It means as long as you don’t decide to spend the day golfing with your buddies, this is an easy one. Just spend the day with her. You, Gavin and your wife.

Now you are exasperated. “DOING WHAT?”

It doesn’t matter. Really. It’s not a trick question (or answer). She just wants to be with you and your son. But since you seem to want something specific, let’s talk this out. You actually have a couple of options for planning a great day, and despite your wife’s indistinct directions, I think you should definitely take the initiative and plan something special.

You can totally surprise her with an itinerary for the day, or, if you are more comfortable, go to her with some specific ideas. You can even say, “Honey, I know you said that you just want to spend the day with Gavin and me, but I really want to make this day special for you. So I was thinking we could X, Y or Z. Or two of those. Or all three. What do you think?”

And if she’s still sort of undecided or unspecific on what she’d like to do, take your cue from that. Truly, maybe she just wants to spend the day at home doing nothing.

But the main idea is clear, whether you have brunch at a restaurant, breakfast in bed, a walk with her extended family, a day at the park or just time spent cuddling in bed.

She wants to spend the day with the two most important people in her life: you and your son.

Good luck and have fun!

Suzanne: While I agree with Amanda’s translation, I just want to make sure we’re speaking the same dialect as your wife.

Because when some women say what your wife did, they really mean it. Like me. And like Amanda.

If our husbands planned something low-key at home, just like we requested, neither one of us would be boiling inside thinking, “This is it? No diamond earrings, no spa gift certificate, no Mother’s Day brunch? Just wait until Father’s Day. Hummmppph.”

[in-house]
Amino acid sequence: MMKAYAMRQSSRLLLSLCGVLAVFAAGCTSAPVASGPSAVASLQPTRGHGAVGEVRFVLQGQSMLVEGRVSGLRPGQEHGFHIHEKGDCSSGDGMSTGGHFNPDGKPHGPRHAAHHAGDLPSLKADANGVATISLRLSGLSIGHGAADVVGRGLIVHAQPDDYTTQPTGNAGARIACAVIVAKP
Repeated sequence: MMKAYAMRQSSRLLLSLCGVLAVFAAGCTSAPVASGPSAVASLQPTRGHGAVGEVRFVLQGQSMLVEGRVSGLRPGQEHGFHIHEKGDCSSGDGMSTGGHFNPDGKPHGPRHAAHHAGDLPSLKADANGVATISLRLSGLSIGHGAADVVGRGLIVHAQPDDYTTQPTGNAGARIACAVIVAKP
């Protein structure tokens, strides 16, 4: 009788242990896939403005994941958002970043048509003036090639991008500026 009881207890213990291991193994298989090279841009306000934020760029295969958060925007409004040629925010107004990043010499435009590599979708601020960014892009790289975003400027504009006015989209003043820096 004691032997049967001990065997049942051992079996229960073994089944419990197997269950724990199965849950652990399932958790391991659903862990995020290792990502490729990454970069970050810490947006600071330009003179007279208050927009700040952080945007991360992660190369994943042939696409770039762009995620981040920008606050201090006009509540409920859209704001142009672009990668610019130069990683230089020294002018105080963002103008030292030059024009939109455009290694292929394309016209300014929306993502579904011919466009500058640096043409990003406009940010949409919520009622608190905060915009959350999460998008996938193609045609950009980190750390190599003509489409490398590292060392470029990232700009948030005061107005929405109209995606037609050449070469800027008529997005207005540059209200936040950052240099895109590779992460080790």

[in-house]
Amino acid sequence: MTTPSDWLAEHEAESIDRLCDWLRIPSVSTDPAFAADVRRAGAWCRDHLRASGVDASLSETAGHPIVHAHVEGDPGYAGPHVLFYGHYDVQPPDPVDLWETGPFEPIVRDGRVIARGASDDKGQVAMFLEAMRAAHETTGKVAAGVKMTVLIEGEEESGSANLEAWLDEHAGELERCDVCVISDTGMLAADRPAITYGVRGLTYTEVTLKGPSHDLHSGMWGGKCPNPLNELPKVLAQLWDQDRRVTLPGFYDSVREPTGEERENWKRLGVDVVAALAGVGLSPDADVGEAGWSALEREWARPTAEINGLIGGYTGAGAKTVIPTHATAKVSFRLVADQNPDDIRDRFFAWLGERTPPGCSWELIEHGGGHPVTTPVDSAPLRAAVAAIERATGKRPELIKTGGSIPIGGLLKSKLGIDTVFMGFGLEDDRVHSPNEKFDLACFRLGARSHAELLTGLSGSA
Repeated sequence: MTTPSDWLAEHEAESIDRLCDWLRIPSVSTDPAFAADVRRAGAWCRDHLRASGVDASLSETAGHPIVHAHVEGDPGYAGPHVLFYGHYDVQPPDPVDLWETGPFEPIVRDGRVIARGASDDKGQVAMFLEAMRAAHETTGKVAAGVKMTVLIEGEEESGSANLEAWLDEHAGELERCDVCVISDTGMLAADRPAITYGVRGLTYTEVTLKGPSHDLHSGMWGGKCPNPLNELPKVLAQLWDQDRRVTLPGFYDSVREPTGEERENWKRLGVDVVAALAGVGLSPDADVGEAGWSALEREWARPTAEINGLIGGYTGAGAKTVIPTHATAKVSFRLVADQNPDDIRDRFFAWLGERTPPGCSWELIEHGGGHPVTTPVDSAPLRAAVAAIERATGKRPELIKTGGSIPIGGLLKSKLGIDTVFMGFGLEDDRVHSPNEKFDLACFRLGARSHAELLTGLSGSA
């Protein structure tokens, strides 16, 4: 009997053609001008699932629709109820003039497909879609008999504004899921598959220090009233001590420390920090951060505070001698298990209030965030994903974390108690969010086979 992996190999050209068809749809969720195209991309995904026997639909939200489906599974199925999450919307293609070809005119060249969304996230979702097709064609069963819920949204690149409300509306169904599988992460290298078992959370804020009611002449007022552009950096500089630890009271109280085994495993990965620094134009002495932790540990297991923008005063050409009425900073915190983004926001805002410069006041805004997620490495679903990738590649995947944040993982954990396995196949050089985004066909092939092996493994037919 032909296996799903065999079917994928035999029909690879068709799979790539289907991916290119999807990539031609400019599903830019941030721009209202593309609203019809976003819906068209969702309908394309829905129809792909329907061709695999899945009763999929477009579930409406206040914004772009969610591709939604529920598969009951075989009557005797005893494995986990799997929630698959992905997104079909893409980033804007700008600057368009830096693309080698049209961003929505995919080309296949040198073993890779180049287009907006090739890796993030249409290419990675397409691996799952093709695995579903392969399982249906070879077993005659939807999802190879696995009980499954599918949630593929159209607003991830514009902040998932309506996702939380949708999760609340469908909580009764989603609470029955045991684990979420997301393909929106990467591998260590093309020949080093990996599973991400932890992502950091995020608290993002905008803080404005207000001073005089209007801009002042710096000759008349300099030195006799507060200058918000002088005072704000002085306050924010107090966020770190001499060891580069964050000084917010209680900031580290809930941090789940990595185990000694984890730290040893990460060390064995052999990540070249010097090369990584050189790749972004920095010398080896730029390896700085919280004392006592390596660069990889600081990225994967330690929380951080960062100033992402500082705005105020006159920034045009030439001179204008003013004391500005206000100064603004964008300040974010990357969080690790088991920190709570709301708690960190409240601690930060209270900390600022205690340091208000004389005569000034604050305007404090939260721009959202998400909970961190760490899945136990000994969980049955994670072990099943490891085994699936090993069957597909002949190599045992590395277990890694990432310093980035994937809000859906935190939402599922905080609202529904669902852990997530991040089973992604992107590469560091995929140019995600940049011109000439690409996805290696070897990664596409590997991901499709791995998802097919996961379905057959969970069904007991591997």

So think back. Was your engagement everything she dreamed it would be? Or did she later confess that she was a little disappointed that it wasn’t more romantic or splashy? Was there ever a time you agreed not to exchange holiday presents to save money, and she spent the rest of the day insisting she wasn’t mad that you really didn’t get her a little something, but you know she was.

Nothing against your wife if that’s the case. That just means she is into a flashier kind of a simple day. So you are probably going to want to make reservations for lunch, pay a visit to the jeweler and buy her a bouquet from you and the baby. Then everyone will be happy. For real.

On the other hand, if you’ve never disappointed her in the past, then Amanda’s plan will make for the perfect day. Tell her how much you and Gavin appreciate her and want this to be a day that is all about her.

If she still says anything sounds good, then plan the day around a few activities that give her time to focus on the best parts of motherhood. The fun of pushing Gavin in a swing. Or walking along a scenic path holding your hand and watching her son’s drooly smile as he rides in the baby carrier on his Daddy’s chest.  You might also consider making a keepsake of sorts, maybe enlarging a special photo of the two of them, stamping it with his baby handprint, and presenting it to your wife in a beautiful frame.

Let us know how it goes and whether a nice day at home was all she really wanted.


OK moms and dads, got any suggestions/advice for our new friend D squared? How did you spend your first Mother’s Day? In a perfect world, what will you be doing this May 8?

You know what’s so great about sending your questions to advice@wearebothright? You get double the opinions!